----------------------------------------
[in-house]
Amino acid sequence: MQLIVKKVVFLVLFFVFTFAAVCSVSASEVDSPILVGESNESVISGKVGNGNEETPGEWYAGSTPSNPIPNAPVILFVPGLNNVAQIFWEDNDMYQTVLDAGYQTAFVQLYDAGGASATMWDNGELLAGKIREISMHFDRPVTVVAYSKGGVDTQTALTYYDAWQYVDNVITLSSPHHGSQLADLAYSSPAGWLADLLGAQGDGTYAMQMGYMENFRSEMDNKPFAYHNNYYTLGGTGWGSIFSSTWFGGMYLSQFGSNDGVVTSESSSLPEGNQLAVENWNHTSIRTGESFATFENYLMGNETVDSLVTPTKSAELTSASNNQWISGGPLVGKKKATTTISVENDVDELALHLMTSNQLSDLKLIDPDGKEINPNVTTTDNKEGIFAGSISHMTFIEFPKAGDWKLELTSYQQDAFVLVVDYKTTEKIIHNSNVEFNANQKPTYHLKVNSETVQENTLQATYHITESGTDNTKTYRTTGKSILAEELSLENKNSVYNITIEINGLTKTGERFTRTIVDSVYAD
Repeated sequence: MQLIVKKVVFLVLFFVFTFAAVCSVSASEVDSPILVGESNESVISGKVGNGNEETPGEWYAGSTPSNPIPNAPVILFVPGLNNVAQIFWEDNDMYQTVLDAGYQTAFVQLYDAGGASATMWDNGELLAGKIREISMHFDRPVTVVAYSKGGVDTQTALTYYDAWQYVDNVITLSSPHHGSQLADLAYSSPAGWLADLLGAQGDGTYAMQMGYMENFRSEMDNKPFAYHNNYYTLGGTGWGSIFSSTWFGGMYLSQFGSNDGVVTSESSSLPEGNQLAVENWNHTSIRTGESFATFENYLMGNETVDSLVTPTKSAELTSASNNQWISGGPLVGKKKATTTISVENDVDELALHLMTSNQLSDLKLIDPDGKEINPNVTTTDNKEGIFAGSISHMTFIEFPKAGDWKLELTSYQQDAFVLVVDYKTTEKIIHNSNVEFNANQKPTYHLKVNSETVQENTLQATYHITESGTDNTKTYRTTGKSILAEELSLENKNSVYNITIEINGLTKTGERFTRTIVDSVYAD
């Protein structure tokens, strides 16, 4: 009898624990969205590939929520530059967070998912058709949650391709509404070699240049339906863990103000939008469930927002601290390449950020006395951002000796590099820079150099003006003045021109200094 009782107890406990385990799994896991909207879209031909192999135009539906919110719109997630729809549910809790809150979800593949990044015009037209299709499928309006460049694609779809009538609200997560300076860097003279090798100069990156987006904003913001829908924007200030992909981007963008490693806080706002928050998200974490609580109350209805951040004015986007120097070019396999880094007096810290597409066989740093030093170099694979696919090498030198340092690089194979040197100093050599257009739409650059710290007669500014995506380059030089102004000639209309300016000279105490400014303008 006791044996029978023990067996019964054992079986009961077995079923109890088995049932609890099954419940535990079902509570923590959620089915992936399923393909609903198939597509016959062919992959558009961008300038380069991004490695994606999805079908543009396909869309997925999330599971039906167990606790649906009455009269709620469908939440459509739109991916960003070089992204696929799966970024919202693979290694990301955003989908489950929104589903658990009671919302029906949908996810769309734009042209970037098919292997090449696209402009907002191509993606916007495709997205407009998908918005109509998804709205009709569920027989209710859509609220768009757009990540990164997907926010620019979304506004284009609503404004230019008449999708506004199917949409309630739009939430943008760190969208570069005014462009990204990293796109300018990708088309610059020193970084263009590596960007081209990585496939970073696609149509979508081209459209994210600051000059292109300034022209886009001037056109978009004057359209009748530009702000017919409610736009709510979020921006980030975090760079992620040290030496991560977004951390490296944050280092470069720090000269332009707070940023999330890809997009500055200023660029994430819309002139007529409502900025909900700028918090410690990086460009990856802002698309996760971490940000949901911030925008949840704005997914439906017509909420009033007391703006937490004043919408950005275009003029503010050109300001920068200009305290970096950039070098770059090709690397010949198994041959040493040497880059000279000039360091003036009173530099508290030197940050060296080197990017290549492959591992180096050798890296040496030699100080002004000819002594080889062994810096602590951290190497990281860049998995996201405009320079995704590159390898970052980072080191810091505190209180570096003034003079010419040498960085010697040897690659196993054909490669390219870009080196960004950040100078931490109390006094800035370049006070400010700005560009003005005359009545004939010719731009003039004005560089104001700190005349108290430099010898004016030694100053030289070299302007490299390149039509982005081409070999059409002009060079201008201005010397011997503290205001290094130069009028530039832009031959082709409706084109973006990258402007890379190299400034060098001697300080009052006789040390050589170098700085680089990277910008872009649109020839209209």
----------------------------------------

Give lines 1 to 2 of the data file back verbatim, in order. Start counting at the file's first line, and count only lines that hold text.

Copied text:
[in-house]
Amino acid sequence: MQLIVKKVVFLVLFFVFTFAAVCSVSASEVDSPILVGESNESVISGKVGNGNEETPGEWYAGSTPSNPIPNAPVILFVPGLNNVAQIFWEDNDMYQTVLDAGYQTAFVQLYDAGGASATMWDNGELLAGKIREISMHFDRPVTVVAYSKGGVDTQTALTYYDAWQYVDNVITLSSPHHGSQLADLAYSSPAGWLADLLGAQGDGTYAMQMGYMENFRSEMDNKPFAYHNNYYTLGGTGWGSIFSSTWFGGMYLSQFGSNDGVVTSESSSLPEGNQLAVENWNHTSIRTGESFATFENYLMGNETVDSLVTPTKSAELTSASNNQWISGGPLVGKKKATTTISVENDVDELALHLMTSNQLSDLKLIDPDGKEINPNVTTTDNKEGIFAGSISHMTFIEFPKAGDWKLELTSYQQDAFVLVVDYKTTEKIIHNSNVEFNANQKPTYHLKVNSETVQENTLQATYHITESGTDNTKTYRTTGKSILAEELSLENKNSVYNITIEINGLTKTGERFTRTIVDSVYAD